What is the dynamic between political debate in the Dutch House of Representatives and reactions, commentary and framing on social media? Academics of the Utrecht University Faculty of Humanities and Data School, investigated this question. The researchers analysed data from various public sources: publicly accessible groups and accounts on X (previously Twitter) and Telegram where the Dutch language is used.

Health - Life Sciences - 04.10.2023
Revealing the 'sweet secrets' of coronavirus cell entry
Revealing the ’sweet secrets’ of coronavirus cell entry
Researchers from the Utrecht University have uncovered a sophisticated mechanism by which coronavirus spike proteins can be activated for cell entry. The study , published today in the scientific journal Nature, used powerful microscopes and computer simulations to reveal how a tiny sugar molecule binds to a human coronavirus spike and triggers exposure of components that are required to invade the host cell.

Environment - Life Sciences - 29.09.2023
Cutting-edge plant research lab NPEC opens its doors in Utrecht
Cutting-edge plant research lab NPEC opens its doors in Utrecht
Equipped with advanced robotics, hyperspectral imaging, laser scanners, climate chambers, and other installations, the Netherlands Plant Eco-phenotyping Centre (NPEC) opens its doors today in Utrecht. Researchers at this lab can automatically monitor the growth and development of thousands of plants.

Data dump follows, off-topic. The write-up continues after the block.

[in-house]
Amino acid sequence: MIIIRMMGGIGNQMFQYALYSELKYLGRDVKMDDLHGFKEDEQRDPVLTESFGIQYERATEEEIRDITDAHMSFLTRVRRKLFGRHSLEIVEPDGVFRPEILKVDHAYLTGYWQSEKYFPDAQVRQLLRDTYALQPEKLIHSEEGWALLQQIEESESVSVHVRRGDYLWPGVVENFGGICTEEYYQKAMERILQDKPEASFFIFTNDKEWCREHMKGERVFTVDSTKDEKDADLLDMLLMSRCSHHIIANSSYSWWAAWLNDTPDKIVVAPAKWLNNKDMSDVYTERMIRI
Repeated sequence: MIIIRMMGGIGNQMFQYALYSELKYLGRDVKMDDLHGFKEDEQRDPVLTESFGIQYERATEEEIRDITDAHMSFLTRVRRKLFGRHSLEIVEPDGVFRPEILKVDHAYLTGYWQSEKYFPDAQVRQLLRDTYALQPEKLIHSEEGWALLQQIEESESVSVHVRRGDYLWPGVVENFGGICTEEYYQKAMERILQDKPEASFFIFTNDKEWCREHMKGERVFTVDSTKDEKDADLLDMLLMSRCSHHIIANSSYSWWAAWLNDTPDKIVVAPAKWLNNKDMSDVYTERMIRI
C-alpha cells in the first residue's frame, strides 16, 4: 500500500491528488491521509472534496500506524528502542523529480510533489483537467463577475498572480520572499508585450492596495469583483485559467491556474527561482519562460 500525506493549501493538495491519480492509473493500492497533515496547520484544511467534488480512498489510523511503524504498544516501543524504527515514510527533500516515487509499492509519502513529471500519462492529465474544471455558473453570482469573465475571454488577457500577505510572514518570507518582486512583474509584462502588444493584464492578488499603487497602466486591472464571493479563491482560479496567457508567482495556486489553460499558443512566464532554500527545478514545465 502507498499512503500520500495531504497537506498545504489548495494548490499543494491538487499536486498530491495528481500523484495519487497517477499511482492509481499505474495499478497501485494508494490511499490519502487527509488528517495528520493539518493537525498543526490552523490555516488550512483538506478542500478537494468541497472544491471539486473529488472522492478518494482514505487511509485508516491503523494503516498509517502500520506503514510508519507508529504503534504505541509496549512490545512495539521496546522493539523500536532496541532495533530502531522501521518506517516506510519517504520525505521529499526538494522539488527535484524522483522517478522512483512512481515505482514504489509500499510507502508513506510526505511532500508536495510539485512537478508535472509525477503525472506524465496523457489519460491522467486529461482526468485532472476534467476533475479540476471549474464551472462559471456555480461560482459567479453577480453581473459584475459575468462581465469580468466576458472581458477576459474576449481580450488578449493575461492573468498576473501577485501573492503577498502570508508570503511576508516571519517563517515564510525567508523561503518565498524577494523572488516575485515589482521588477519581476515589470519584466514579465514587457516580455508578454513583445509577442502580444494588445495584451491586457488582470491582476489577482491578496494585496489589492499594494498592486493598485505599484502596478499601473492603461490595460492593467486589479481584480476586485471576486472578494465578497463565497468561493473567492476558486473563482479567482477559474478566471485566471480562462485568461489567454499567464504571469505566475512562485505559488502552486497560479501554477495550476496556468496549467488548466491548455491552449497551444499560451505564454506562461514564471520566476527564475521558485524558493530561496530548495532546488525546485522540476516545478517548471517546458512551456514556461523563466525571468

Environment - Earth Sciences - 21.09.2023
Much potential to reduce methane emissions European energy industry
Much potential to reduce methane emissions European energy industry
The oil industry in Romania has an enormous potential for reducing methane emissions. This has been demonstrated by a team of scientists led by Professor Thomas Röckmann from Utrecht University. In 2019, the amount of methane emitted by the Romanian oil industry was equal to the amount of methane emitted by all other European oil industries combined.

Linguistics / Literature - 20.09.2023
Speech from the throne not simpler, but more difficult than in previous years
As in previous years, the speech from the throne was difficult once again: it contained many complicated and unfamiliar words, phrases, and constructions. More even, than the speeches from the throne of the previous four years, analysis by linguists Leo Lentz and Henk Pander Maat shows. Difficult speech from the throne To measure the level of difficulty of the speech from the throne, Lentz and Pander Maat used LiNT, a software tool developed by Utrecht University.

Pedagogy - Computer Science - 20.09.2023
New teaching materials improve statistical numeracy
New teaching materials improve statistical numeracy
Data visualizations, including diagrams, are a frequent sight in the media. Histograms, in particular, are popular for their ability to present data concisely. Unfortunately, many people find these diagrams challenging to interpret. Lonneke Boels conducted an investigation into why this occurs, using artificial intelligence to analyse eye movements.

Politics - 15.09.2023
A simpler speech from the throne is better appreciated and understood
According to research by linguists Leo Lentz and Henk Pander Maat (Utrecht University), a simpler speech from the throne is better understood and more positively assessed. Lentz and Pander Maat rewrote the 2022 Dutch speech from the throne, leaving the content unchanged but the wording more accessible.

Health - Politics - 11.09.2023
'Every research project improves if you add some citizen science'
’Every research project improves if you add some citizen science’